A WIFE found out her husband had married another woman – when she spotted his wedding photographs on Facebook.
Bigamist Thomas Lee Hornsby originally got hitched in November 2010, but the pair separated just months later in February 2011, after he started an affair with Joanne Louise Henderson, Sunderland magistrates were told.
Hornsby, 37, started divorce proceedings last year with his first wife, but it was never formalised.
Hornsby and Ms Henderson got married in a ceremony on April 4 this year.
Sunderland Magistrates’ Court heard that Hornsby, of Florida Street, Pallion, had lied to a city registrar when planning his new nuptuals. Prosecutor Rebecca Laverick told JPs: “A registrar at Sunderland Civic Centre said that she had had a meeting with the defendant and his new wife prior to the wedding ceremony.
“She said that they met on February 26 and went through the formalities.
“She questioned him about whether or not he had been previously married and he said no.”
A decree nisi was put in place in May 2012, but was not made absolute.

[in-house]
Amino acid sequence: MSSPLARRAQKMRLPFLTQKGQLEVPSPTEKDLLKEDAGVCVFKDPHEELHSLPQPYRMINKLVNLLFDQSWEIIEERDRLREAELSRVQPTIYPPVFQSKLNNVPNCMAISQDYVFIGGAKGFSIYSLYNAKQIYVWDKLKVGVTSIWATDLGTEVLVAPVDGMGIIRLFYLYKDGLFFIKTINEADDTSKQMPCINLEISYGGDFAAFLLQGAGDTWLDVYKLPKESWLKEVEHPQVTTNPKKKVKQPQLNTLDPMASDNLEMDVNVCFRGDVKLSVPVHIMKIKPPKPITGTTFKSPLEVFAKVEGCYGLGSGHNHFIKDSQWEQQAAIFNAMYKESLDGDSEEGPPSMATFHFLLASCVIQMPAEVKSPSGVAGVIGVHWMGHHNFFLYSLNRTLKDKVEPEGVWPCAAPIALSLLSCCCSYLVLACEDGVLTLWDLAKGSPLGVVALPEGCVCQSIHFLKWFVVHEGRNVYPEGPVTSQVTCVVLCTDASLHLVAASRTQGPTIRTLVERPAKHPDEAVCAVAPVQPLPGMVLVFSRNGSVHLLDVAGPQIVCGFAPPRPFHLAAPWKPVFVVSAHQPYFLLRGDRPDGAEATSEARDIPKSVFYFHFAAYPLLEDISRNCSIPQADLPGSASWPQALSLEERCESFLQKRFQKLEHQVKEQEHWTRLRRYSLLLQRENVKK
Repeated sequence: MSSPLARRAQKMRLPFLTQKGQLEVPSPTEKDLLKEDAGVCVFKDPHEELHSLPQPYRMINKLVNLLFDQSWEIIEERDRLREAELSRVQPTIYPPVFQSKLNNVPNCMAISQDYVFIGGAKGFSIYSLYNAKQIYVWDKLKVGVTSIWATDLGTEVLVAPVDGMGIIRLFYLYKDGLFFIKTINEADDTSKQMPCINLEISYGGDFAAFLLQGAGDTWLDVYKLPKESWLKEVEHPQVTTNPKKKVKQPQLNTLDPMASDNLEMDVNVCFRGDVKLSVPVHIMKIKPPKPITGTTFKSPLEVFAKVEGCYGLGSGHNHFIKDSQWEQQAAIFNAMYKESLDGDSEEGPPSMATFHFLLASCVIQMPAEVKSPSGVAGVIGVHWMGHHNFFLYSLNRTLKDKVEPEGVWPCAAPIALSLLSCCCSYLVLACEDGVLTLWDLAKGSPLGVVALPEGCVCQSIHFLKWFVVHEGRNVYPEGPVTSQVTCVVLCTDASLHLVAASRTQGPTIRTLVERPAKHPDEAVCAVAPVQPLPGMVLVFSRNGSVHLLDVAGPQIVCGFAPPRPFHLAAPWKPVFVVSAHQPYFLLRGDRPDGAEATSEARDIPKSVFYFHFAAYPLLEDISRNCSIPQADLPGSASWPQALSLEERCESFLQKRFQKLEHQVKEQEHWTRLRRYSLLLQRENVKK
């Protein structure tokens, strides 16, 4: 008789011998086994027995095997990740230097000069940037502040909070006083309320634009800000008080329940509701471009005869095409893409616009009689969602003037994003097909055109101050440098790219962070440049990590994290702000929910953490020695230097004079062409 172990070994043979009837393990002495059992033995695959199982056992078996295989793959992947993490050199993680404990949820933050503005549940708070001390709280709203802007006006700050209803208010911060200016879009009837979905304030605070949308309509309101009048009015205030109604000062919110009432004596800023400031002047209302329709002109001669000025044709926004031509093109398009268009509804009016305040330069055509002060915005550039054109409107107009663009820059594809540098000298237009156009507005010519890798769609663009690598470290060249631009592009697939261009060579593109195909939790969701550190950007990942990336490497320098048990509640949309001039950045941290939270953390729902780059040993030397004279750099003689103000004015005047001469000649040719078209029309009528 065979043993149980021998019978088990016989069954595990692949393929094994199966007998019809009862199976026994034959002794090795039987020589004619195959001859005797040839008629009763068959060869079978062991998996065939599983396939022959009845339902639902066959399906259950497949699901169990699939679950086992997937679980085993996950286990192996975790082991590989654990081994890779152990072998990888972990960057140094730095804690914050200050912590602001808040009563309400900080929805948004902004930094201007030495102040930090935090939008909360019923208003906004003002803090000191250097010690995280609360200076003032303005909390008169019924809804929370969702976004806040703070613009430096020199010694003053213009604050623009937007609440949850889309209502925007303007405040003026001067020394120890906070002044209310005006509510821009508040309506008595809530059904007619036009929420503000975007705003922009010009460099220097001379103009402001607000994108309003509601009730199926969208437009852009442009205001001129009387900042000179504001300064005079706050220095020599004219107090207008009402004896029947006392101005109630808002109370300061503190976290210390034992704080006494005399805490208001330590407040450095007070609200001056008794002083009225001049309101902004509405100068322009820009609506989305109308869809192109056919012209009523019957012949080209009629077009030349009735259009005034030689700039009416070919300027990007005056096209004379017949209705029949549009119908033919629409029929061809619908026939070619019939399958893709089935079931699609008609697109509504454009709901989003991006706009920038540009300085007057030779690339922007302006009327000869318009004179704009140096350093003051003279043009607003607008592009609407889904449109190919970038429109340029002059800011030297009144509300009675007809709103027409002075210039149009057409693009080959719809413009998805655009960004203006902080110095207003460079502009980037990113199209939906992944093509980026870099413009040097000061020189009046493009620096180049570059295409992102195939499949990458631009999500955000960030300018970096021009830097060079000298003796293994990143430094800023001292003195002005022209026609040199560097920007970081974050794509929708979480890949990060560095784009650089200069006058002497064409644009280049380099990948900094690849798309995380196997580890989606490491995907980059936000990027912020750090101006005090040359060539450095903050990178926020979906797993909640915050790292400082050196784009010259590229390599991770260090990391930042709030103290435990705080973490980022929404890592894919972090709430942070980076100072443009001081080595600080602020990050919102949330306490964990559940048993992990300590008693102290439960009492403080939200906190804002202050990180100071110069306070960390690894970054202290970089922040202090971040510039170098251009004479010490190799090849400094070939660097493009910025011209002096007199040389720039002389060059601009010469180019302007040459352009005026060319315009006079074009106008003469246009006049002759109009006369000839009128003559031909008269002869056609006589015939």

On seeing the photographs of him with his new bride, Hornsby’s first wife contacted police.
She then provided a statement saying she was “shocked and embarrassed” when found out about the deception.
Hornsby admitted in interview he had gone ahead with the ceremony knowing he was still married and pleaded guilty to the charge of bigamy at an earlier hearing.
Gavin Sword, defending, said: “There was no financial gain in this case and no immigration issues.
“I don’t think it (the wedding) can have come as any great surprise. They had been in a relationship for at least a year at this point.
“Whilst there was a deception to the registrar, I don’t think there was to either of the two ladies in this case.”
Hornsby’s marriage to Ms Henderson is void now that the deception has been uncovered.
Magistrates sentenced him to eight weeks in prison, suspended for six months.
Summing up, chairman of the bench Eric Reay told Hornsby, who has bipolar disorder: “The reason for this is the deliberate deception you put about in the lead up to your second marriage.
“You deceived the registrar, you deceived your first wife and your new wife.
“This was deliberate.
“You did not pursue that the decree nisi had gone fair enough.”